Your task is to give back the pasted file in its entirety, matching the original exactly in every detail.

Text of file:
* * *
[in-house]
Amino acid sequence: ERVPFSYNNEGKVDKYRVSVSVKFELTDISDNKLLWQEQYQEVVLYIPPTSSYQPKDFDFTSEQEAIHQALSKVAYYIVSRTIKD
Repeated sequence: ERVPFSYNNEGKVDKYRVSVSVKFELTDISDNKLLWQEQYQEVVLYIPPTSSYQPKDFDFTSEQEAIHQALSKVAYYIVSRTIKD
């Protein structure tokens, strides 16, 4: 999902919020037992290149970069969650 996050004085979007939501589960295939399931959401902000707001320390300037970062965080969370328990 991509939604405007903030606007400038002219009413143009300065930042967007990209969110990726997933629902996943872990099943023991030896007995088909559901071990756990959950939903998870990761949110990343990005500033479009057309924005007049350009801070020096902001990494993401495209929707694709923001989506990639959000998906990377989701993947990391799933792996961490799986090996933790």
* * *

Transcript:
[in-house]
Amino acid sequence: ERVPFSYNNEGKVDKYRVSVSVKFELTDISDNKLLWQEQYQEVVLYIPPTSSYQPKDFDFTSEQEAIHQALSKVAYYIVSRTIKD
Repeated sequence: ERVPFSYNNEGKVDKYRVSVSVKFELTDISDNKLLWQEQYQEVVLYIPPTSSYQPKDFDFTSEQEAIHQALSKVAYYIVSRTIKD
């Protein structure tokens, strides 16, 4: 999902919020037992290149970069969650 996050004085979007939501589960295939399931959401902000707001320390300037970062965080969370328990 991509939604405007903030606007400038002219009413143009300065930042967007990209969110990726997933629902996943872990099943023991030896007995088909559901071990756990959950939903998870990761949110990343990005500033479009057309924005007049350009801070020096902001990494993401495209929707694709923001989506990639959000998906990377989701993947990391799933792996961490799986090996933790």